Tag Archives: bureaucracy

The “Bitch” at the Welfare Office — Or Why Responsibility Without Authority Makes Us Sick

feature image via thebluedolphins.blogspot.com

A few days ago I listened while Francesca, a woman I’ve come to know during a decade of working with criminalized women, ranted about “the bitch” over at the welfare office who refused to give her food stamps. According to Francesca, “the bitch” didn’t believe that Francesca had not received the letter telling her that she needed to re-certify her eligibility. This, I thought, is a systematic problem: Access to vital services typically is tied to having a permanent address. As a consequence, the ability to receive services is linked to a level of financial stability that the people who most need these services are unlikely to have. Since Francesca had not had a secure place to live for over a decade, it’s no surprise that the letter didn’t reach her. But for Francesca, at least at that moment, the systemic problem was not on her mind. Rather, she focused her attention on “the bitch” who, so it seemed to her, wanted Francesca and her children to starve. Never one to hold back, Francesca had “let the bitch know what I thought about her” before she stormed out of the office.

Francesca is a fabulous raconteur and as I listened to her retelling of the food stamp office story I shared her outrage, and probably would have joined her had she proposed a return trip to yell at “the bitch”. But when I had the luxury of some time to think over what she’d told me I realized of course, that the welfare worker had no authority in this matter: However much she liked or disliked, sympathized with or looked down on women like Francesca, she was not authorized to give food stamps to someone who had not re-certified her eligibility.

Over the years Francesca has confronted two other “bitches” in my presence. One was a hospital nurse who “refused to let me see the doctor.” The other was a parole officer who told her that if she didn’t keep up restitution payments on an old crime committed by her ex-husband she would be sent to jail. Both times Francesca barraged the “bitches” with pleading, tears and finally curses. I don’t know if they felt fear, anger or shame (probably a combination of all three), but I do know that they are placed in untenable situations like this on a daily basis.

As the public face of social services, they face the despair and rage of people trying to maintain a sense of dignity – albeit sometimes in ways that backfire — in a culture that treats food and housing and freedom as commodities rather than as human rights. Perceived (mistakenly) as the gatekeepers to food, medicine and freedom, the “bitches” Francesca confronts are targets for the anger of hungry, sick, homeless, battered and poor clients who cannot access the help that they need, especially in this era of cutbacks in social services.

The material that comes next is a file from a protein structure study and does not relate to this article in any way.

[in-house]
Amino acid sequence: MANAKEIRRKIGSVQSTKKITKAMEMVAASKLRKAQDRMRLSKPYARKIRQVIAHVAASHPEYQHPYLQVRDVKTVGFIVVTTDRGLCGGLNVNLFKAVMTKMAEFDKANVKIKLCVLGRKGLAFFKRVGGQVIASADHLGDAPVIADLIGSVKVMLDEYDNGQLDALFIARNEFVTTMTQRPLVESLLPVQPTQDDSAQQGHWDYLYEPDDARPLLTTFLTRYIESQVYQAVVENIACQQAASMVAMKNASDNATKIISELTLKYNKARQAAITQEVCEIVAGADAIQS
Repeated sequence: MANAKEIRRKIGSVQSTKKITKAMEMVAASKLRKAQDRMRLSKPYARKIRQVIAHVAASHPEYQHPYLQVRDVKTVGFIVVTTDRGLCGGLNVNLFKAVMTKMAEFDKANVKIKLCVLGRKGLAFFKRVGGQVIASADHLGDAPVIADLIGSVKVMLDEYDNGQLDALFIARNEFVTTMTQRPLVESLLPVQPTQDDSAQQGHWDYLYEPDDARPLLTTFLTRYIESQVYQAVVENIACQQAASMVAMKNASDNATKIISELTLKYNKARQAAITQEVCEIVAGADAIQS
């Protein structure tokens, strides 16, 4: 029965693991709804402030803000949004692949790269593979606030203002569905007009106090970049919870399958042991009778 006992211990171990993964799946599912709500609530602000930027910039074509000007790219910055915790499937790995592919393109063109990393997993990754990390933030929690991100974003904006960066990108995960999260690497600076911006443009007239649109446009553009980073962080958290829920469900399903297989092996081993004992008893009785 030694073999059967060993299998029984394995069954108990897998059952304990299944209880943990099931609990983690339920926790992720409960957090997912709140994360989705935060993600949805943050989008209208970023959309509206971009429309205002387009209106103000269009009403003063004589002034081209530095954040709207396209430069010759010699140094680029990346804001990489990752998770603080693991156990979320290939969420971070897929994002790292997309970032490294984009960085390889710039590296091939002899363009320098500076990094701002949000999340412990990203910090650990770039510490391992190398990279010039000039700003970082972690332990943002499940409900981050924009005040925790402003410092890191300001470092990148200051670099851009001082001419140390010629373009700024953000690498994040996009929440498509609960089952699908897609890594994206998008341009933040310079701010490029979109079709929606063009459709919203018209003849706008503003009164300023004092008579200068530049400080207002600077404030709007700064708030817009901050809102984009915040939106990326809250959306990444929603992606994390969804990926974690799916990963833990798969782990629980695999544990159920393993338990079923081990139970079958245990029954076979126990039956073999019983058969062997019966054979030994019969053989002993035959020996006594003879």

In popular culture, “Type A” men drop dead from heart attacks brought on by the stress of their powerful positions. Yet a weighty body of literature shows that the most severe job strain is not characterized by high levels of authority but rather by low levels of authority coupled with high levels of responsibility. Workers tasked with keeping people alive while lacking power over the necessary resources and policies to do so are especially likely to suffer poor health, chronic physical and mental distress, and greater risk of death.

The hundreds of thousands of women who predominate in the lower and middle rungs of the health and social service professions live with the heavy responsibility of granting or denying access to potentially life-saving goods and services to desperate women like Francesca. Deflecting the anger that should be directed at the (usually male, certainly higher paid) policy makers, administrators and supervisors, they are stuck enforcing rules that they have no power to shape or change.

The “bitches” at whom Francesca vents her (righteous) anger are butts of nasty comments about government bureaucrat “fat cats” though they often earn salaries that are barely above minimum wage. As women they most likely carry the double load of paid employment and house / wife / mother work – the impossible task of trying to raise healthy, well-adjusted children in a world of violence, air pollution, aggressive consumerism and 24/7 headsets. It’s likely that they themselves have applied for – and perhaps been denied – food stamps; that they have children or siblings struggling to pay court fees in order to stay out of jail; and that they too can’t get the kind of medical attention that they need.

I’m not sure how I’ll react the next time Francesca blows up at a clerk or a caseworker. I’d like to think that I’ll be able to persuade everyone concerned that the real enemy is not the woman on the other side of the desk but rather the powerbrokers who keep them there. But in truth, I’ll probably be so wracked with feeling both responsible for keeping Francesca in line and powerless to ameliorate her situation that I’ll come down with a migraine.